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Review (review): journal as complete as possible of one specific subject, written based on exhaustive analyses from published work.
Blood microvesicles: from proteomics to physiology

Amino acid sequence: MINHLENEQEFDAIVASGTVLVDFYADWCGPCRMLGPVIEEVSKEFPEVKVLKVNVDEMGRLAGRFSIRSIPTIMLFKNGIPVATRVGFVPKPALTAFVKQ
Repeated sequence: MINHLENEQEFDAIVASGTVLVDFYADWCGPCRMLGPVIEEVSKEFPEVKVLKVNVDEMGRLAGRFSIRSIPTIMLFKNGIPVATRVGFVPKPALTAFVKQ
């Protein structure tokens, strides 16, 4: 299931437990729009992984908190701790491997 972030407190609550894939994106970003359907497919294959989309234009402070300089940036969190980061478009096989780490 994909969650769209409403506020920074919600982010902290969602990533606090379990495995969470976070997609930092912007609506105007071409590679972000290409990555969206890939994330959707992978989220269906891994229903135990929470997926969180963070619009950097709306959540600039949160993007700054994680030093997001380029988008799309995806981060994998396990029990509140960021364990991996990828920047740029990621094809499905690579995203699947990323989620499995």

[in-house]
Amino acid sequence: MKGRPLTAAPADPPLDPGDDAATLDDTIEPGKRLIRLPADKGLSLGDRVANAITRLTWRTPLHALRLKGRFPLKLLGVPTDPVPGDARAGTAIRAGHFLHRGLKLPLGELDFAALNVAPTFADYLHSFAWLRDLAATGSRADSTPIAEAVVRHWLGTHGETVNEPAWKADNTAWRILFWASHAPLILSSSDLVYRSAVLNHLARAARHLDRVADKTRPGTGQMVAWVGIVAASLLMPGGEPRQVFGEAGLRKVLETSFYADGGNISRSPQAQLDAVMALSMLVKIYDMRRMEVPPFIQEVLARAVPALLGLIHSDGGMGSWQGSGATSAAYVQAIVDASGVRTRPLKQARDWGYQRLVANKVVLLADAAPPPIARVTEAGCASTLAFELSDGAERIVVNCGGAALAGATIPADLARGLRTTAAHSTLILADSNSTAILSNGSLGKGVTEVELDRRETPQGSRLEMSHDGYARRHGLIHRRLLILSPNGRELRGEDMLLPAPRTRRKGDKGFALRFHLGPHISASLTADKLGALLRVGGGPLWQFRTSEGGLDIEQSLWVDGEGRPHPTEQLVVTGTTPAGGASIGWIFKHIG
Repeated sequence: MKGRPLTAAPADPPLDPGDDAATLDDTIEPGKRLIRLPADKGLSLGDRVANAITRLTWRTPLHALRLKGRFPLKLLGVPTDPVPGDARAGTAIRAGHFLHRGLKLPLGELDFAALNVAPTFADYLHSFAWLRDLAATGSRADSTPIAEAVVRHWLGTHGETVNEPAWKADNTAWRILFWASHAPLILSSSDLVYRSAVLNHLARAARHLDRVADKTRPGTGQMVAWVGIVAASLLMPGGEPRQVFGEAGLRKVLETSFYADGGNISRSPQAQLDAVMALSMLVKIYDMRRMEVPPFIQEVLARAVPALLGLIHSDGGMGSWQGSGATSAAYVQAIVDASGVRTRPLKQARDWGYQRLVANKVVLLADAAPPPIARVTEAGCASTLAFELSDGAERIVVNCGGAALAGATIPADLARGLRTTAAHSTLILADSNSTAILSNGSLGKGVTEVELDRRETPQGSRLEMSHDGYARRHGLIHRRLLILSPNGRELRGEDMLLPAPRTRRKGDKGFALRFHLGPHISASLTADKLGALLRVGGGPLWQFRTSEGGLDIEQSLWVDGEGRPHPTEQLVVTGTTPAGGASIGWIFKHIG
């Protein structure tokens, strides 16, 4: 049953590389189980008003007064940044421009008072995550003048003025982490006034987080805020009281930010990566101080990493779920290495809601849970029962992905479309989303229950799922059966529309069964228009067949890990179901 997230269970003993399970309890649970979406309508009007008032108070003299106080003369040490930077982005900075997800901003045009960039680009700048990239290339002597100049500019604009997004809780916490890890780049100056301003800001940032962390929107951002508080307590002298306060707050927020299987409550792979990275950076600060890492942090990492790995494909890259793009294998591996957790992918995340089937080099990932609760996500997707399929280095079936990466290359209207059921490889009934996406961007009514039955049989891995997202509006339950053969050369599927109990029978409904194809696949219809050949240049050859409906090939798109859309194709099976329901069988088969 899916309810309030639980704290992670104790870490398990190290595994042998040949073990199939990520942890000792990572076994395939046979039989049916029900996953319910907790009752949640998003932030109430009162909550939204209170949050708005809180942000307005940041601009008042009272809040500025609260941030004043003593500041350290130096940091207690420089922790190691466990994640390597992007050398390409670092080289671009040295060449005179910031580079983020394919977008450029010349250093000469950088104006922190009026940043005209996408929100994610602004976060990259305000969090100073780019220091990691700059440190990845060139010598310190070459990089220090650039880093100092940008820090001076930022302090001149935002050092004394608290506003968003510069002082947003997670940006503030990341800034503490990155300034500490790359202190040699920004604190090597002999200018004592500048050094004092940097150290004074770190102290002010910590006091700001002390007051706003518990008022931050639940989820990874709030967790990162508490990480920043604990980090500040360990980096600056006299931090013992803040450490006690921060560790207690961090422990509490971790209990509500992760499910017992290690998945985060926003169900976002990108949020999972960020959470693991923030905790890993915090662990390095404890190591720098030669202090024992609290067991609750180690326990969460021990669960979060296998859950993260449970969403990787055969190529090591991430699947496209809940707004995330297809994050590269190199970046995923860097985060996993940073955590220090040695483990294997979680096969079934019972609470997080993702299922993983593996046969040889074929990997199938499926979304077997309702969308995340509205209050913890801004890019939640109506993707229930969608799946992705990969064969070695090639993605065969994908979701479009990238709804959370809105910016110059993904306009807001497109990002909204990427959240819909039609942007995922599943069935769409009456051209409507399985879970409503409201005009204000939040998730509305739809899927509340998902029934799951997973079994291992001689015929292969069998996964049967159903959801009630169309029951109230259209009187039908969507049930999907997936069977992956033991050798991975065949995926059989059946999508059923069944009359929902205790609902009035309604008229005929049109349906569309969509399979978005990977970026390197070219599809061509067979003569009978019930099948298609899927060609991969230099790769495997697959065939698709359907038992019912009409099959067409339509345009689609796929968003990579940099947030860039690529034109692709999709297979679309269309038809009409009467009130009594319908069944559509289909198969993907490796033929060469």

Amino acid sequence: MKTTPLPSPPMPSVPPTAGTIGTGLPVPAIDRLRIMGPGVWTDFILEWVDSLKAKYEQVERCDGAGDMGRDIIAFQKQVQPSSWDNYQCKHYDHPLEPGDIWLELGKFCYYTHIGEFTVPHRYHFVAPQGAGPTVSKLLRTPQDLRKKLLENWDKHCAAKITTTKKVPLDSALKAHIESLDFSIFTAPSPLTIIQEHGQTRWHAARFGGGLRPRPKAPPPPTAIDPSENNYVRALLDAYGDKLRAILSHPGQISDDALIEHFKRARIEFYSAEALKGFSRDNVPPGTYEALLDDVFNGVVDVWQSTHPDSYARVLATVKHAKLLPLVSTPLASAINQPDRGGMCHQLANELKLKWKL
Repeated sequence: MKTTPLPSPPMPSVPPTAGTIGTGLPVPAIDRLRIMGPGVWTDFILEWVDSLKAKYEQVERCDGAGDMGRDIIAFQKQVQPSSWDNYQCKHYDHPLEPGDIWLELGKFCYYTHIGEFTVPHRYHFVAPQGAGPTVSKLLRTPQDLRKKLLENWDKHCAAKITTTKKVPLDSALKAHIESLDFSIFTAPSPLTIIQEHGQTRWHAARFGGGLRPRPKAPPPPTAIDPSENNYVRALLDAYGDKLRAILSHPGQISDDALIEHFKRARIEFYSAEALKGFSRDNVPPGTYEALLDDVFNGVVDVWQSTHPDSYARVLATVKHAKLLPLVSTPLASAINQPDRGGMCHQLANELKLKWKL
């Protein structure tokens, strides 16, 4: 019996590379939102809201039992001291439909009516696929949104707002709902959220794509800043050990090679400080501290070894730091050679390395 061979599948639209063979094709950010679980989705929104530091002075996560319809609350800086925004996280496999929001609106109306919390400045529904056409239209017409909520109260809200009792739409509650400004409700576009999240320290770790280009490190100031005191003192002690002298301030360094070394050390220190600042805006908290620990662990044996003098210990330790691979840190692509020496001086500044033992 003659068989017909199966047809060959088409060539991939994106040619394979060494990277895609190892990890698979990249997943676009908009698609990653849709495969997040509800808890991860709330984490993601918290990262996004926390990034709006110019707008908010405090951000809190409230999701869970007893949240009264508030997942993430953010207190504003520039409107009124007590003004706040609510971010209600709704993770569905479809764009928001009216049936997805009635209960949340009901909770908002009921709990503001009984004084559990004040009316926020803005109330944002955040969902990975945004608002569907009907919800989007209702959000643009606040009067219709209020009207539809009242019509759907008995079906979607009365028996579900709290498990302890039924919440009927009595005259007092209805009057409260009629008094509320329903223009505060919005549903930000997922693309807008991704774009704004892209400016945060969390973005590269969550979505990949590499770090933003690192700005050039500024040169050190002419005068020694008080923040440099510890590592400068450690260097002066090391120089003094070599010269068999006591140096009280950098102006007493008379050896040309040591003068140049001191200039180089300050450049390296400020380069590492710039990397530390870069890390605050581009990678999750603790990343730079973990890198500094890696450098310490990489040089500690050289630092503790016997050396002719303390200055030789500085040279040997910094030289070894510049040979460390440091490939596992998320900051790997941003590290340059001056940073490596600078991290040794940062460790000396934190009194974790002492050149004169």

Phospholipid vesicles of less than 1 μm are present in blood in physiological state and their concentration may vary under pathological conditions. Various names such as exosomes (EXS) and microparticles (MPS) have been used to designate these extracellular vesicles (EVS). Although EXs and MPS possibly arise from separate mechanisms, they share numerous similarities representing a challenge for their purification and characterization. These vesicles generally originate from various types of cells such as red blood cells, platelets, leukocytes or endothelial cells but also from tumor cells. They participate in numerous biological processes including hemostasis. It is therefore of major scientific interest to characterize the protein content of these different types of EVS and that of their membranes in order to elucidate the essential functions of these dynamic vesicular compartments. Proteomics has been shown to be a particularly adequate tool in this study field. This review attempts to link proteomic data with physiological roles and functions of blood EVS.
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